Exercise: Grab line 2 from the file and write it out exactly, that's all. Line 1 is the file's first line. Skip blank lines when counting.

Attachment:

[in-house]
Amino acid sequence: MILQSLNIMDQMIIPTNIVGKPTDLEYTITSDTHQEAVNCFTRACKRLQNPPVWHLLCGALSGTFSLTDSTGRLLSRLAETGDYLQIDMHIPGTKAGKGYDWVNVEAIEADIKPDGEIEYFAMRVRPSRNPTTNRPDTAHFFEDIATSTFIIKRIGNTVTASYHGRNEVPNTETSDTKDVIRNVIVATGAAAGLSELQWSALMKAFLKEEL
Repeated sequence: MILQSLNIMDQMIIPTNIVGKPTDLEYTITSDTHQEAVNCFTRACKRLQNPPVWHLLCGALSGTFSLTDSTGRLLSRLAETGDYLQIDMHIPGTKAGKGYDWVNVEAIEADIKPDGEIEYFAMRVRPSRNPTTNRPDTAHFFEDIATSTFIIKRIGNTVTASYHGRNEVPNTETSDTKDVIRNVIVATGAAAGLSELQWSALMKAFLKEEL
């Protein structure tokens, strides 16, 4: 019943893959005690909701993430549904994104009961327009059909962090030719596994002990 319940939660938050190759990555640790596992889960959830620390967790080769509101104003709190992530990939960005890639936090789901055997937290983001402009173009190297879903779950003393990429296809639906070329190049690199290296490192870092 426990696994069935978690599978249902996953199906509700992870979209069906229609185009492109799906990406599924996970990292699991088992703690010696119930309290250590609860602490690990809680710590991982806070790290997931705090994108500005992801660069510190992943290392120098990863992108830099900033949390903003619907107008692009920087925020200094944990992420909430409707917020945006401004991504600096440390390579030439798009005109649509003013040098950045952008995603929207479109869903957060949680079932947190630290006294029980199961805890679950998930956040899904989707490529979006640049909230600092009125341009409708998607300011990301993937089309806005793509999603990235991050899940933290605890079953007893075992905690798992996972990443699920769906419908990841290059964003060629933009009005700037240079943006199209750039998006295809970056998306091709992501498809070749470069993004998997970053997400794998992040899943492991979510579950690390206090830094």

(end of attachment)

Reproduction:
Amino acid sequence: MILQSLNIMDQMIIPTNIVGKPTDLEYTITSDTHQEAVNCFTRACKRLQNPPVWHLLCGALSGTFSLTDSTGRLLSRLAETGDYLQIDMHIPGTKAGKGYDWVNVEAIEADIKPDGEIEYFAMRVRPSRNPTTNRPDTAHFFEDIATSTFIIKRIGNTVTASYHGRNEVPNTETSDTKDVIRNVIVATGAAAGLSELQWSALMKAFLKEEL